Tbh you seem a little rude,! If you speak to the school I hope you modify your tone.
DS did it for GCSE. He got a B but found it quite hard-going.
Thanks for advice,
just wan't him to do well but also enjoy what little time he has left before entering the 'real world'!.
Tbh.You sound like a typical teacher.
One of the reasons why are schools are in such a state.
Ouch. Of course, your DS may not be given the chance to study CS because CS teachers are few & far between. They can earn a lot more in the 'real world' without having to put up with constant whinging from parents who think that their DC is being treated unfairly.
AND FWIW he was in a class of high-flyers.
Schools sometimes recommend (or insist) that they do not do Computer Science unless they are good at maths, because the demands of the course mean that they may find it difficult otherwise.
However, if your son is programming independently at home, that means he may have more knowledge and understanding than the school realises. So I think it's quite reasonable to ask if it can be discussed; he may be better equipped than most kids with similar grades. Perhaps he could have an appointment with the computer science teacher to look at and discuss a program he's written. Then either the teacher will see that he's already programming well, or that he's programming inefficiently but has a serious interest in learning how to do it better.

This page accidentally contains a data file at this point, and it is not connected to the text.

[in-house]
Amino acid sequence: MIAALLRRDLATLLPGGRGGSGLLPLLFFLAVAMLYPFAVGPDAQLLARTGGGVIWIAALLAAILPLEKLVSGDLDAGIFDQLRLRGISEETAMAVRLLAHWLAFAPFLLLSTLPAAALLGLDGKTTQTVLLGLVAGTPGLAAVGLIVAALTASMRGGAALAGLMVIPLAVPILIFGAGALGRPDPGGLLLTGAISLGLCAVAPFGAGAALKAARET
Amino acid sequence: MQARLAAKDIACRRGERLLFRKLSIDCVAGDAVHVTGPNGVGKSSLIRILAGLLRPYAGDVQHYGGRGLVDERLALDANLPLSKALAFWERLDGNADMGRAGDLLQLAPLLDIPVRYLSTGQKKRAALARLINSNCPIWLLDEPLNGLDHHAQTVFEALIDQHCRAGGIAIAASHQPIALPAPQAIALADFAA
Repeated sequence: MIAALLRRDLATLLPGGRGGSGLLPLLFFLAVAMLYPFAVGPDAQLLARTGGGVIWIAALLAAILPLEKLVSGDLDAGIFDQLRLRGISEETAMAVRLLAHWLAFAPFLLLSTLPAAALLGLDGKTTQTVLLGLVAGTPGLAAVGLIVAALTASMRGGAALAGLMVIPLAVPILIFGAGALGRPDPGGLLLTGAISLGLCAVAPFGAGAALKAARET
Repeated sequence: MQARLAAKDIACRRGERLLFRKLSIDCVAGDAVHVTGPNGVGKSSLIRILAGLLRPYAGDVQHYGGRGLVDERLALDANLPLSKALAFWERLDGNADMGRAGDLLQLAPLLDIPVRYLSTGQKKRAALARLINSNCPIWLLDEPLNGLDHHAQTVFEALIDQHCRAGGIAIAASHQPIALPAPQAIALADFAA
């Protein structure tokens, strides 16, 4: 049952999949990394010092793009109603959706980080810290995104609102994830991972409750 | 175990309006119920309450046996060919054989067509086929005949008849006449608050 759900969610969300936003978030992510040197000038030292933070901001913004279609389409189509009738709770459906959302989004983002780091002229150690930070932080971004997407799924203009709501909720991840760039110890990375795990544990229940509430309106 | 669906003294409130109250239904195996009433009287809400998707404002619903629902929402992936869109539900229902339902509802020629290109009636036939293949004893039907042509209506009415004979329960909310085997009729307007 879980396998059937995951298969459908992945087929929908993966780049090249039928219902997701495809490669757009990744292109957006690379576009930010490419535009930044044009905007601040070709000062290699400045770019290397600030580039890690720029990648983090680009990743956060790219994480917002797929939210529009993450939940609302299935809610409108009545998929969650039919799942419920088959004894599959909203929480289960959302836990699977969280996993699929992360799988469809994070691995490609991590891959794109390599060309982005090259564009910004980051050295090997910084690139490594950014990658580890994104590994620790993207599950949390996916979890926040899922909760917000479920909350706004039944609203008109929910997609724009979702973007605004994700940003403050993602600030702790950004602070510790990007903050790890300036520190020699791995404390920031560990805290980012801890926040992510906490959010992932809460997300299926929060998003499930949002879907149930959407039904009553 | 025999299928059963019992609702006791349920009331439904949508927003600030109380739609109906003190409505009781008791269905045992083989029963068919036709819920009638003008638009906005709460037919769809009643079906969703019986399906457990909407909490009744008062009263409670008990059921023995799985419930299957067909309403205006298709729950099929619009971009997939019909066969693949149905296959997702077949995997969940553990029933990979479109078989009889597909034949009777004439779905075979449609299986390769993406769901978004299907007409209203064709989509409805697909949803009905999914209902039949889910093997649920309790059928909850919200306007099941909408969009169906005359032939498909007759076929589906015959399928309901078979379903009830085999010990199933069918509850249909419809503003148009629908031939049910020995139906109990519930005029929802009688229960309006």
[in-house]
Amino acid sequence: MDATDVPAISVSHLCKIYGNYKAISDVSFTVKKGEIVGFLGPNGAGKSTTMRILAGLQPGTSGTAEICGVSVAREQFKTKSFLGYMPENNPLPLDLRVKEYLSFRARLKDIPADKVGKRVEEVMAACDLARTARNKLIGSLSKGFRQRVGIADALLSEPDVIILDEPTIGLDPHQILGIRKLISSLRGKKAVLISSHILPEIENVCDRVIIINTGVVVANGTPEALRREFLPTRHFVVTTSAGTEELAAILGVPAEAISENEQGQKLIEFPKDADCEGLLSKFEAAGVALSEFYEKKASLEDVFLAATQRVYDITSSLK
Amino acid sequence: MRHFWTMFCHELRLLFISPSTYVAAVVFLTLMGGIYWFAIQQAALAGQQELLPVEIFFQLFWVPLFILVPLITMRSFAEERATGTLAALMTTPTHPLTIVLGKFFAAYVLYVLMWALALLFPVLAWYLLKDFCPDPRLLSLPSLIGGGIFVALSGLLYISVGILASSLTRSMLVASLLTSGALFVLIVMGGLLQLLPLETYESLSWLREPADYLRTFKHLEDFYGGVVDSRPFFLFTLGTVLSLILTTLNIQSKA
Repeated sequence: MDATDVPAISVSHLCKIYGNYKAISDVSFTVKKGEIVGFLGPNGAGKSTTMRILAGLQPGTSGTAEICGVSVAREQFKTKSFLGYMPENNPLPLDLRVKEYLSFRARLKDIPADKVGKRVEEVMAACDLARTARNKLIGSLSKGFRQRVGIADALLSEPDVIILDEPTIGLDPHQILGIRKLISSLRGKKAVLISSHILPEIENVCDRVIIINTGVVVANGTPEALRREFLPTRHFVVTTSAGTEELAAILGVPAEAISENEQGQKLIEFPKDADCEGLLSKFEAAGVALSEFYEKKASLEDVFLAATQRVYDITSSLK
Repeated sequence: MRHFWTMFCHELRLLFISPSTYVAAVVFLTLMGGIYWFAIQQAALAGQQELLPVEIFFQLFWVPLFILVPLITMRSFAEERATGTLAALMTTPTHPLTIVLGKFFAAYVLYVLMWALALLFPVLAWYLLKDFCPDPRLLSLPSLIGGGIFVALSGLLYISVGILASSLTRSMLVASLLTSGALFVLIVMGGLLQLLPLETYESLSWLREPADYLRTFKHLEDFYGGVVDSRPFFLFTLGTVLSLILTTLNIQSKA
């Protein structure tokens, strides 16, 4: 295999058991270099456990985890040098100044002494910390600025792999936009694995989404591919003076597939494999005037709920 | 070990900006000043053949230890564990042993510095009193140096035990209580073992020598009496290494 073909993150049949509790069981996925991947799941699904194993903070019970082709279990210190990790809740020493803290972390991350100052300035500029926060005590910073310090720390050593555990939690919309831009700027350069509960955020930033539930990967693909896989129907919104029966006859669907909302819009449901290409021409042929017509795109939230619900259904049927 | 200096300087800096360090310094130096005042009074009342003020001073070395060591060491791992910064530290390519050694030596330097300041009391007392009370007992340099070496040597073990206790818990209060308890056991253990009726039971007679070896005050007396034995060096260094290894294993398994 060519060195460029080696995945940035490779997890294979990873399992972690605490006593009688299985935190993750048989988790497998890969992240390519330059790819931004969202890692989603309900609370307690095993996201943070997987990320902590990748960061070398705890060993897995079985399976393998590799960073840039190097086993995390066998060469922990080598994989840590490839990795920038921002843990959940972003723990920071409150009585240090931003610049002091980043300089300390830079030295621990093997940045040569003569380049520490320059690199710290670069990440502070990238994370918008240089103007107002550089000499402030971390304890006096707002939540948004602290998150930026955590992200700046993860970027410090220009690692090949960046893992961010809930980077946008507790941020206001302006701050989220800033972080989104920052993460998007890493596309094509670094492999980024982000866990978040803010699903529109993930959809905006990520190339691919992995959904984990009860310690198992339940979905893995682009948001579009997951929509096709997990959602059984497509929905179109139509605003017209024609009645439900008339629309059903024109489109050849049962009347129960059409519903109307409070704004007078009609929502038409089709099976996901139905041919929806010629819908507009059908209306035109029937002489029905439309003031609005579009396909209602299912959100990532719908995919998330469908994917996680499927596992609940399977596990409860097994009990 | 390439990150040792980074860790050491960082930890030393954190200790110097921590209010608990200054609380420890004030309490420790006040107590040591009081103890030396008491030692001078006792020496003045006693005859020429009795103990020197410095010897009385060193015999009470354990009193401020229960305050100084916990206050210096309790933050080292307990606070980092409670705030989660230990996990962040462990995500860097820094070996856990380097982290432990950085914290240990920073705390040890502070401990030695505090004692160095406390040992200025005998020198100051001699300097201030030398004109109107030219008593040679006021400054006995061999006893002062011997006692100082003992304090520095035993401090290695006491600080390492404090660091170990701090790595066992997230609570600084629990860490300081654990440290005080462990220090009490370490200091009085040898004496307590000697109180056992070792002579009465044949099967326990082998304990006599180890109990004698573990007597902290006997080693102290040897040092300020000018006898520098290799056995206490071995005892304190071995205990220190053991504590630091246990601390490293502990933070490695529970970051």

Coding is not the whole of the GCSE, but it's the part where maths ability is going to make the most difference. As for ICT, the relevance will depend on what they were testing.
Love this thread, "because he did not get good enough marks in his maths or ICT tests but yes let's blame the attitude of the teachers
My son took computer science GCSE and got a 9 last year. He was the only child to achieve a 9 in the class. He also achieved a 9 in maths.
There is a huge misconception that compsci is coding. You do not even need compsci A level to do a degree in compsci, merely an A*/A in maths. If your son is lacking in his maths skills then he will probably not do well in it. Or he is just less able than the rest of his classmates.
You don't need compsci GCSE to do it for A level. But you do need a grade 6 in maths at my son's sixth form to take it.
What grade did your son achieve in his latest tests? Ds2 has sat actual GCSE papers for maths in year 8, and has sat the higher paper in year 9 to see where they are at.
Oh gosh, how rude you are op. Posters are just giving advice. My DD is doing it but she’s predicted a 9 in maths. Only those predicted a 7 or above in maths were allowed to take it.